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Rural internet progress as slow as the service itself

In East Ferris and many places like it, the COVID-19 pandemic and subsequent stay-at-home students and workforce made an already stretched-thin system nearly useless
frustrated man computer laptop stock
An internet advocacy group has joined the push for better service in East Ferris. Stock photo.

A local internet advocacy group, the municipality in which the members live and work, and the provincial and federal governments all agree internet access and speeds are lacking in certain parts of the country.

According to the Canadian Radio-television and Telecommunications Commission (CRTC), "Any areas across Ontario that do not meet the national standards for broadband speeds would be eligible for provincial funding. Up to 12 per cent of households in the province — mostly in rural, remote or northern areas — don't have adequate broadband service."

How to remedy the situation with action and funding is a whole other process.

To that end, the East Ferris Internet Advocacy Group (EFIAG) has formed to "raise awareness of the importance of internet access and the need for all governments to work together to improve access in the community."

Spokesperson Michael Blair offers evidence of internet upload and download speeds slowing to a crawl on a good day. Blair says the COVID-19 pandemic and subsequent volume of stay-at-home students and workforce made an already stretched-thin system nearly useless.

National standards for adequate broadband service are defined by speeds known as "50/10." This breaks down to 50 megabits per second download, and 10 megabits for upload, thresholds Blair says are nowhere near attainable in many parts of East Ferris, according to his research.

Says Blair, "We hope to attract the attention of other residents in East Ferris and together, make our voices heard in the struggle to gain access to high-speed internet for all of East Ferris." 

He adds EFIAG is comprised of residents advocating "for the delivery of reliable, affordable and sustainable internet services," in East Ferris.

A letter to the East Ferris Council has led to the internet advocacy group connecting with the East Ferris Economic Development Committee (EFEDC). 

East Ferris CAO Jason Trottier agrees internet connectivity continues to be a key issue for residents and businesses as the municipality grows to nearly 5,000 inhabitants and it will take a collaborative approach to access the level of funding needed.

Trottier says he believes the July 15 presentation to East Ferris Council by EFIAG is the group's way of "trying to determine what the Municipality has done to improve broadband internet in the community, including our advocacy efforts, and to determine whether they have a role to play and if so, to what degree." 

Trottier adds the Economic Development Committee provided the group with a summary of the efforts council has made since the beginning of its term of office. Although there is no recommendation going forward to the council level, Trottier says the municipality is open to constructive collaboration.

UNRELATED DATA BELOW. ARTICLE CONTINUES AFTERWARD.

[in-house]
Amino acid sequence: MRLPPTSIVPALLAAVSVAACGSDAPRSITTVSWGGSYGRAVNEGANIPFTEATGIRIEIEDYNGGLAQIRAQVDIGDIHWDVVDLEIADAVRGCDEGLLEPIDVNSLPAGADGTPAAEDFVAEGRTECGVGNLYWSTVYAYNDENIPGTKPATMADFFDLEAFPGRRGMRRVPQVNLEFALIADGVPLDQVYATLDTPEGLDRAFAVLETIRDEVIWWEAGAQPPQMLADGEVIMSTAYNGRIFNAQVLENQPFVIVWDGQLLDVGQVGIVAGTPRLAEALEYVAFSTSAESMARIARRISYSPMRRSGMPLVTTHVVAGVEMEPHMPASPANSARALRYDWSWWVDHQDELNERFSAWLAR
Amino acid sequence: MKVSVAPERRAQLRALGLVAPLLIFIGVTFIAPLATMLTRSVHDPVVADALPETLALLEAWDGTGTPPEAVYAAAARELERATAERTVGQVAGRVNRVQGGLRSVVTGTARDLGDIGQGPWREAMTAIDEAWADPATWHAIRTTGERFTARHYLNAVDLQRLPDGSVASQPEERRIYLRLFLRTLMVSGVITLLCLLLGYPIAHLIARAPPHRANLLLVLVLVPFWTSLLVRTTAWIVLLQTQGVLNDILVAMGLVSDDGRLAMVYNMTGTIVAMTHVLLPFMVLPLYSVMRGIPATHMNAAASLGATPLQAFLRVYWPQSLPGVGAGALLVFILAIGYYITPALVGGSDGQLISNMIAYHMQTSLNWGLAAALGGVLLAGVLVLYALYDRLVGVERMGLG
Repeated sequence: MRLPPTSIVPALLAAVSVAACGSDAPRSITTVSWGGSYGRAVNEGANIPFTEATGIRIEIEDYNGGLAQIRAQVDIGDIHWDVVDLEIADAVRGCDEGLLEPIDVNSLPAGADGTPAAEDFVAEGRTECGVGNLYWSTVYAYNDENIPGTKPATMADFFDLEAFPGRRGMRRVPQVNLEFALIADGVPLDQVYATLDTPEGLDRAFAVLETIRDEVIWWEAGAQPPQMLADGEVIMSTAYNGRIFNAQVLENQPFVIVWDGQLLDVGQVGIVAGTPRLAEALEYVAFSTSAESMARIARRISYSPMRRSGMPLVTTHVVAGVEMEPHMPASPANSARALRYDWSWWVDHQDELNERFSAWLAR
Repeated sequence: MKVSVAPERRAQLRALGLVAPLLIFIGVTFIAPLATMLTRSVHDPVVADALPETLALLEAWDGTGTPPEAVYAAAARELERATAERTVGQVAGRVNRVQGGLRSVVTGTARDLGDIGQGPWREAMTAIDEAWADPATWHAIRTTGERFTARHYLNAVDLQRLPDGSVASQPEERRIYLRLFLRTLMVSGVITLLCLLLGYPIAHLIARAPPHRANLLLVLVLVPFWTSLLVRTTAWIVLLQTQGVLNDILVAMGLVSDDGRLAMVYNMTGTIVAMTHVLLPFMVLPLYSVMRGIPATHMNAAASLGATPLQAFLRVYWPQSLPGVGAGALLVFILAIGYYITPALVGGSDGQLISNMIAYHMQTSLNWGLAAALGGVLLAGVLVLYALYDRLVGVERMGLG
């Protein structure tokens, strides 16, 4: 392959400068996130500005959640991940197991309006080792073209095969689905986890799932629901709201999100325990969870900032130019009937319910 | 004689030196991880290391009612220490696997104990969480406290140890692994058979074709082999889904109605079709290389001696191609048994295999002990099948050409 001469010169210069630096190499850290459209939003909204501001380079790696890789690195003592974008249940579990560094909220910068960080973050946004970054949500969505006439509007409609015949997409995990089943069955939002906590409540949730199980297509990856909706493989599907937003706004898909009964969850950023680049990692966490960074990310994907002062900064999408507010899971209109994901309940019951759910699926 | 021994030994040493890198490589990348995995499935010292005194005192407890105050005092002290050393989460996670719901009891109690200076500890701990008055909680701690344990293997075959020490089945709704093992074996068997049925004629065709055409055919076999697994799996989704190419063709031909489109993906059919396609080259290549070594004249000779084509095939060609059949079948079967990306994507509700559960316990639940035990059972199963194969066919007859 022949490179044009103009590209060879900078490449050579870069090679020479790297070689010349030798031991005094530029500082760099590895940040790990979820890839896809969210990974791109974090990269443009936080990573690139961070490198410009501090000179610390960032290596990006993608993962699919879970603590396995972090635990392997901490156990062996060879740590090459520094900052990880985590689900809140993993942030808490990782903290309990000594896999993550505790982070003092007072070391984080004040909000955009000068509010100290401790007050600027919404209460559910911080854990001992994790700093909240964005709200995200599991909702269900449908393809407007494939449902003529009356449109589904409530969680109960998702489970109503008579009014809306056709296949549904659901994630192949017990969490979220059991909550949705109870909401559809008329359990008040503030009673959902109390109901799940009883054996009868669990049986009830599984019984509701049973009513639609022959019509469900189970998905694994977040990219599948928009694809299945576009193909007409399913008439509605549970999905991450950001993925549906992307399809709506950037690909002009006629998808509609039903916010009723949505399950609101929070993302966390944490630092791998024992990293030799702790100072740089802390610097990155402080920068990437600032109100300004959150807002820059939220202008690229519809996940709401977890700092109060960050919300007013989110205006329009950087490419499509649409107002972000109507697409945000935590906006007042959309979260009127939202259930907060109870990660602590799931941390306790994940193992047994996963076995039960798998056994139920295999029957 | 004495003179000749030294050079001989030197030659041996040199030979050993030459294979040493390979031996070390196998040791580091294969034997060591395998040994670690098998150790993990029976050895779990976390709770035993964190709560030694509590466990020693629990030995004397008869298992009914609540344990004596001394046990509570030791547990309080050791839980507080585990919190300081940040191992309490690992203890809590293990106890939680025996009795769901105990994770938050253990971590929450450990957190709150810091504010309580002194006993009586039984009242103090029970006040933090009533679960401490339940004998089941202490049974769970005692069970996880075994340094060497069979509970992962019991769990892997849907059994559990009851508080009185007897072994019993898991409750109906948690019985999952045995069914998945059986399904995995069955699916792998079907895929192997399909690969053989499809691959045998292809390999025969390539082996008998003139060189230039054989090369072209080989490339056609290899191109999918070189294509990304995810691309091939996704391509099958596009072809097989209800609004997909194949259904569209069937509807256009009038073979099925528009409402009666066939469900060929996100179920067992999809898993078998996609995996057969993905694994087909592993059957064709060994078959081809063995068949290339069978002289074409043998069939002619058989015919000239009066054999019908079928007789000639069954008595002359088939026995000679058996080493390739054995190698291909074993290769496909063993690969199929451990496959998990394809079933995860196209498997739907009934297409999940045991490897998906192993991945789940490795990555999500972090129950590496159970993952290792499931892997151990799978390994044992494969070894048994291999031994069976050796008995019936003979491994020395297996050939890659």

"Should the group determine that opportunities exist to expand advocacy efforts, we look forward to working with the group in ensuring that their efforts align with ours and move in a direction that looks to improve broadband internet for the community," he says.

Asked about the broadband issues in East Ferris and in other areas across the riding, Nipissing MPP and Minister of Economic Development, Job Creation and Trade Vic Fedeli observed, "That’s why we are introducing the new Improving Connectivity in Ontario program (ICON), a $150 million plan to improve connectivity in underserved and unserved areas."

See related story: Lack of quality internet frustrates many local users

Fedeli adds, "Broadband is a key driver for economic growth, innovation and job creation and keeps our northern communities connected to their families and businesses. Our government is proud to support these critical infrastructure projects. We encourage the East Ferris Internet Advocacy Group to apply."

The stakeholders have used a ballpark figure of $10-15 million to effect real change to the rural internet system in East Ferris. The question remains, with a provincial funding envelope of $150 million, how many of Ontario's 444 municipalities will qualify? Some quick math suggests the user groups and municipalities could still be left to come up with a considerable portion.

For more on the ICON application process through the Ministry of Infrastructure, click here.

For more on Up to Speed: Ontario's Broadband and Cellular Action Plan, click here.

In discussing models to follow to achieve their goals for East Ferris, both Blair and Trottier mentioned the Blue Sky Economic Growth Corporation, which has been advocating for technology development in the region for years

Blue Sky Executive Director Susan Church recently told BayToday, "the key to that mission is working to bring the public and private sector together to expand broadband services across our service delivery area and beyond.  Our area is Mattawa to Manitoulin Island and North Bay to Almaguin Highlands and all points in between."

See: Government promising reliable internet support

"More than ever, there is a need to improve broadband services in Northern Ontario," says Fedeli. "For too long, the North has lacked access to high-speed internet with limited connectivity in many remote communities."




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Stu Campaigne

About the Author: Stu Campaigne

Stu Campaigne is a Local Journalism Initiative reporter covering West Nipissing and the Highway 17/63 corridors. He is based out of BayToday.ca. The LJI is funded by the government of Canada.
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